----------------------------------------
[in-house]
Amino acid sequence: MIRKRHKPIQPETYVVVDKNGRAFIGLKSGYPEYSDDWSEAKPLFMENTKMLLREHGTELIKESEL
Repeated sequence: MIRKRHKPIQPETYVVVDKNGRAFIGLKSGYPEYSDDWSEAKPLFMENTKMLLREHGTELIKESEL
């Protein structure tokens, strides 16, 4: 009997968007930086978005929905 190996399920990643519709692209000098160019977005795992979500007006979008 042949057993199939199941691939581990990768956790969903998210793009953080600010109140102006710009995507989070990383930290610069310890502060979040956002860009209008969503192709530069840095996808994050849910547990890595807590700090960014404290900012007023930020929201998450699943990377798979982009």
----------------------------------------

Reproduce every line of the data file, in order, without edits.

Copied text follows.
[in-house]
Amino acid sequence: MIRKRHKPIQPETYVVVDKNGRAFIGLKSGYPEYSDDWSEAKPLFMENTKMLLREHGTELIKESEL
Repeated sequence: MIRKRHKPIQPETYVVVDKNGRAFIGLKSGYPEYSDDWSEAKPLFMENTKMLLREHGTELIKESEL
């Protein structure tokens, strides 16, 4: 009997968007930086978005929905 190996399920990643519709692209000098160019977005795992979500007006979008 042949057993199939199941691939581990990768956790969903998210793009953080600010109140102006710009995507989070990383930290610069310890502060979040956002860009209008969503192709530069840095996808994050849910547990890595807590700090960014404290900012007023930020929201998450699943990377798979982009």